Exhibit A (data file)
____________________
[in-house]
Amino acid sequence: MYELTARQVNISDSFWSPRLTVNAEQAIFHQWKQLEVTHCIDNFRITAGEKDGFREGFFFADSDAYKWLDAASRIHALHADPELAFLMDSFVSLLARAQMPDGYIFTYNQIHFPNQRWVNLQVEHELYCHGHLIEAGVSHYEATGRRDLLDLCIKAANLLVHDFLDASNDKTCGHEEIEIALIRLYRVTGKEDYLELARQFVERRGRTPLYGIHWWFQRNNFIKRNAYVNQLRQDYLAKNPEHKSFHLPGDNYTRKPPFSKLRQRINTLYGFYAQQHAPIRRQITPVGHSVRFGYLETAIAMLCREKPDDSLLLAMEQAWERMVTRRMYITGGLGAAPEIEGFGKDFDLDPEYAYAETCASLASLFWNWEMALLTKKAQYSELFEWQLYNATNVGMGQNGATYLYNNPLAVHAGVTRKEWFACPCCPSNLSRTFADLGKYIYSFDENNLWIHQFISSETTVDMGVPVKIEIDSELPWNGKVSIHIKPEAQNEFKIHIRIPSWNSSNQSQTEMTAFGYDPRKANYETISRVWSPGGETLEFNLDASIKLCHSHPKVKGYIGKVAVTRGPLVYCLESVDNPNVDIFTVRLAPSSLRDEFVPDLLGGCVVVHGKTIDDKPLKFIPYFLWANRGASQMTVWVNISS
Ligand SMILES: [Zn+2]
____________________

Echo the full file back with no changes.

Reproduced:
[in-house]
Amino acid sequence: MYELTARQVNISDSFWSPRLTVNAEQAIFHQWKQLEVTHCIDNFRITAGEKDGFREGFFFADSDAYKWLDAASRIHALHADPELAFLMDSFVSLLARAQMPDGYIFTYNQIHFPNQRWVNLQVEHELYCHGHLIEAGVSHYEATGRRDLLDLCIKAANLLVHDFLDASNDKTCGHEEIEIALIRLYRVTGKEDYLELARQFVERRGRTPLYGIHWWFQRNNFIKRNAYVNQLRQDYLAKNPEHKSFHLPGDNYTRKPPFSKLRQRINTLYGFYAQQHAPIRRQITPVGHSVRFGYLETAIAMLCREKPDDSLLLAMEQAWERMVTRRMYITGGLGAAPEIEGFGKDFDLDPEYAYAETCASLASLFWNWEMALLTKKAQYSELFEWQLYNATNVGMGQNGATYLYNNPLAVHAGVTRKEWFACPCCPSNLSRTFADLGKYIYSFDENNLWIHQFISSETTVDMGVPVKIEIDSELPWNGKVSIHIKPEAQNEFKIHIRIPSWNSSNQSQTEMTAFGYDPRKANYETISRVWSPGGETLEFNLDASIKLCHSHPKVKGYIGKVAVTRGPLVYCLESVDNPNVDIFTVRLAPSSLRDEFVPDLLGGCVVVHGKTIDDKPLKFIPYFLWANRGASQMTVWVNISS
Ligand SMILES: [Zn+2]